5) The Hobbit: The Desolation Of Smaug I would consider it a bit of a letdown, yet it still makes my top 5.


4) Gravity The visuals, at least how I saw them – in IMAX 3D, made up for  astory that borrowed a lot from more serious science fiction (and historical) films.


3) Saving Mr. Banks A great film about two artists that got past childhood trauma through their art I think.

3135_F_PLACEBEYOND THE PINES 70x100 op 50%  2.indd

2) The Place Beyond The Pines A movie that may have been a little predictable, but was ambitious in what it was trying to say. It was interesting how the baton was passed early on in the film between two of the bigger players in the story 9and it’s one of those poetically epic stories). I think this is easily the best film that Bradley Cooper has been a part of (at least of the ones that I’ve seen). All of the characters  in the story are flawed in some way. There are some things that you know are coming, but are so well executed that it was hard not to feel uneasy or downright uncomfortable watching how some of the events unfold (as one motorcycle chase in particular). I think it was better the second time I viewed it.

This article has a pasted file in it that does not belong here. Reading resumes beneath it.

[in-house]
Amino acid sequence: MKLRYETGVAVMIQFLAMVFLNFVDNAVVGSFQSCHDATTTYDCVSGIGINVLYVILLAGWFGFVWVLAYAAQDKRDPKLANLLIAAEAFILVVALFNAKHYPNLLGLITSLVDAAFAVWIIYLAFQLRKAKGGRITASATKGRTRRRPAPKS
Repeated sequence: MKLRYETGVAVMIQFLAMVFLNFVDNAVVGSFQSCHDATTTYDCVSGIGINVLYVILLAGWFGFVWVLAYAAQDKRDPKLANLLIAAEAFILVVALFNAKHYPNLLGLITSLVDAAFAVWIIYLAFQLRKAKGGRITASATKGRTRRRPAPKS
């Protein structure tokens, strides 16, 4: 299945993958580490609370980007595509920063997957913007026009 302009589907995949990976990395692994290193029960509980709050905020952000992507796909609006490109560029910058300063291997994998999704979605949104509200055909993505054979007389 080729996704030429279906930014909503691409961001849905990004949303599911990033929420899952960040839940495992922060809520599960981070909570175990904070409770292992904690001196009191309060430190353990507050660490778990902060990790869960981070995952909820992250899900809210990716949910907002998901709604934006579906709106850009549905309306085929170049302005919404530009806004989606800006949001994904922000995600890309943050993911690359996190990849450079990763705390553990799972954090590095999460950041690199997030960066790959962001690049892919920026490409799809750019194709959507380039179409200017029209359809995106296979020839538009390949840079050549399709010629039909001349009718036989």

1) Pacific Rim I know what you’re thinking… “What? Giant robots and monsters hitting one another? that’s your movie of the year? Yes. Yes, it is. The detailing of this film is just extraordinary. You can tell Guillermo Del Toro was really enjoying  himself making this movie. As I’ve said before, I don’t know how much this film cost, but it looked like it cost a billion dollars and unlike a lot of other big budget FX films, every dollar appeared to be onscreen. Has some lulls in the middle, but this is by far the best film of its kind. you know, the kind of film that features giant robots hitting giant monsters. i loved every single frickin’ minute of it. Should have been the biggest box office film of the year, but sometimes people like to watch crap instead of good films that they’re unfamiliar with… But that’s just one man’s opinion.

Happy New Year, Folks!

Crash! Landen’s Worst 10 Movies Of 2013

Posted in A Few Old, Short Words, Lists with tags , , , , , , , , , , , , , , , , , on January 1, 2014 by Crash! Landen